As the NFT industry becomes more formalized, with major artists, studios and brands involved, the space grapples with how best to protect intellectual property.
For example, Bored Ape Yacht Club maintains strict use of IP and has taken people to court while CryptoKitties uses the NFT license. Until recently, it appeared that NFT projects were attempting to follow the previous IP from Web 2.0, but a different approach has begun to receive more adoption.
- What is CC0
- Because the new collections are using it
- How different licenses might affect performance
- Examples of derivative products under CC0
What is the CC0 license?
Copyright issues are a constant source of attrition among brands, creators, and the community using the product. With the NFTs in particular, several court cases have already been launched to settle disputes between the parties involved.
An example is “Roc-A-Fella Records Inc. v. Damon Dash”, where there is a dispute over the copyright owner of Reasonable Doubt, Jay-Z’s debut album, as there was an intention to sell it as NFT.
CC0 is the Creative Commons 0, where “0” equals “no reserved rights” on the intellectual property of the project. It is a type of copyright that allows creators to give up the legal interest in their work and make it public almost instantly. When they think about NFTs, owners can take the art on their NFT and use it for any purpose: marketing, editing, branding with it, anything. In fact, this license means you don’t even have to own an NFT from the collection – anyone can use any NFT in the collection, even as a company logo, if they so wish.
Which collections use CC0 and why?
One of the first projects using the CC0 license was Nouns. The idea behind the project was to build a community, and subsequently a DAO, that would promote innovation by using Nouns characters to create derivatives (new projects based on it). They have already launched a sunglasses collection, a LilNouns NFT collection, and have other initiatives that you can follow on their proposal page.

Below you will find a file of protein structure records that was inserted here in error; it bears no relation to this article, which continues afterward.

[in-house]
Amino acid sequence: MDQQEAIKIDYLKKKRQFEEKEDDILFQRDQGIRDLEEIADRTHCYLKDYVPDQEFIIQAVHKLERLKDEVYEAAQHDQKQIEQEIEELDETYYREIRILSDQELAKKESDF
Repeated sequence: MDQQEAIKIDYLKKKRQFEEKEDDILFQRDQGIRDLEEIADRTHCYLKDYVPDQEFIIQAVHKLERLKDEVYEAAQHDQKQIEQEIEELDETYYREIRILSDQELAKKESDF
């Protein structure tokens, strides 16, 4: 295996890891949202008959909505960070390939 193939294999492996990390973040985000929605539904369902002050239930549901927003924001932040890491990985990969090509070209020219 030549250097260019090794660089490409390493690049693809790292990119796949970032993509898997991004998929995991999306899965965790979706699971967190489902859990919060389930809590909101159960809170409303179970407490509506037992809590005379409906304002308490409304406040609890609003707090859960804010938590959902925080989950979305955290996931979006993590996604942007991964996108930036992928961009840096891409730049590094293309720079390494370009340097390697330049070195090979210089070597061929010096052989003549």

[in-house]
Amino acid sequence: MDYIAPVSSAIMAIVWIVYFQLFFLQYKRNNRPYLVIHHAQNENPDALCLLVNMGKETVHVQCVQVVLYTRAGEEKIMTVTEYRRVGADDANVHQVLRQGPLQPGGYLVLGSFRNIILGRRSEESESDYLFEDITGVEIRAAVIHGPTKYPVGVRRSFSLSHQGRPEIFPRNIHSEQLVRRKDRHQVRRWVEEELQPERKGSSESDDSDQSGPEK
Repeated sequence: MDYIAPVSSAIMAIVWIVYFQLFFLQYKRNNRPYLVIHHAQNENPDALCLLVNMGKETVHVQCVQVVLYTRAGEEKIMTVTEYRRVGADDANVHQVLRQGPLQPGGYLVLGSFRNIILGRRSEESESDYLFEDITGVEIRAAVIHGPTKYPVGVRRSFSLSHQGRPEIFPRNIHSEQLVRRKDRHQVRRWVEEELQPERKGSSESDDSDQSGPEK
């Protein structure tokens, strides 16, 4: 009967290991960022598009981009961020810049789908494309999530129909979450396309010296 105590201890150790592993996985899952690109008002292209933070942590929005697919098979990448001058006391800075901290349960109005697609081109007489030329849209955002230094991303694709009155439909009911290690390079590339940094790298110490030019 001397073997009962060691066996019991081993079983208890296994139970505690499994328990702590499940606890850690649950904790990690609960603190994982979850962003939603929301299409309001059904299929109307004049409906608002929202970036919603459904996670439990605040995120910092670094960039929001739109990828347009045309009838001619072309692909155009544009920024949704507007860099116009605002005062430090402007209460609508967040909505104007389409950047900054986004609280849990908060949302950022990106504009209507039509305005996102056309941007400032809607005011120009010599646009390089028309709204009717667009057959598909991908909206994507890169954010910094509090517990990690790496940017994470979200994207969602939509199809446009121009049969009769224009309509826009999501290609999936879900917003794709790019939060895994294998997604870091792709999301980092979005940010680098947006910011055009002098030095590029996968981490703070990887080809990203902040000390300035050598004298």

Moonbirds followed a different path. It started with a “normal” license, but in August 2022moved to CC0.
As of August 22, the main collections using CC0 as their distribution license model were:
- Lil nouns
- loot project
- Lunar birds
You can find a more complete list here.
And why are they doing it?
The idea is to promote the project to a wider audience so that they can add value to it. With more opportunities for interaction through derivative collections, original art-related merchandise, and a wider community, interest in the collection grows, to the benefit of its creators and NFT holders.
Hence, assigning the rights to their collection can actually be beneficial for the creators and holders:
- Creators / DAOs usually still receive royalties on the secondary market
- Encourages the creation of derivatives, which brings more attention to the original collection
- Derivatives usually give an airdrop (or whitelist spot) for the original collection holders
- Creators / DAOs can fund new projects to increase the popularity of the collection by creating a flywheel movement
Market Comparison: CC0 x Other Licenses (Trading Volume and Transactions)
The top 10 NFT collections in trading volume that are not CC0 licenses, over the past 30 days, had a total of $ 168 million, as shown in the graph below.
The trading volume of the top 5 CC0 license collections over the past 30 days (see chart below) was $ 32 million. This represents approximately 27% of the trading volume for the top 10 non-CC0 licenses.
We have a total of transactions in the last 30 days for these top 10 NFT collections without the CC0 license, we have a total of 89,177 transactions.
Similarly, when we look at the best CC0 collections (graph below), we have a total of 7140 transactions, 8% in comparison.
The best CC0 license collections already had nearly 30% of the trading volume of the top 10 non-CC0s in the last 30 days, even with 8% of the number of trades. These numbers will increase, as more collections are transitioning to this licensing model.
This isn’t a trend that’s going to fade, especially with a very successful case like the Noun Collection. As Moonbirds also announced their plans to switch to a DAO to oversee and incentivize the use of their logo / branding, this process of releasing copyrights to the collection and sharing direction with NFT holders (the DAO ) is an interesting development for investors: owning a piece of the brand by owning a piece of their collection.
Examples of derivative products under CC0
XCOPY, an iconic creator of NFT, placed his artwork “Right Click and Save as Boy” under the CC0 license in January 2021. This CC0 license has already led to many derivatives.
And they are available for trading, giving more exposure to the original artwork.
After their CC0 announcement, there was also an explosion of Moonbirds derivatives. One example is Mournbirds, where the creator explicitly mentioned that the new collection was made possible thanks to the license.
This isn’t a trend that’s going to fade, especially with a very successful case like the Noun Collection. As Moonbirds also announced their plans to switch to a DAO to oversee and incentivize the use of their logo / branding, this process of releasing copyrights to the collection and sharing its direction with NFT holders (the DAO ) is an interesting development for investors: Own a piece of the brand by owning a piece of their collection.
This piece was provided by the Footprint Analytics community on August 30, 2022 Thiago Freitas
Data source: CC0 dashboard
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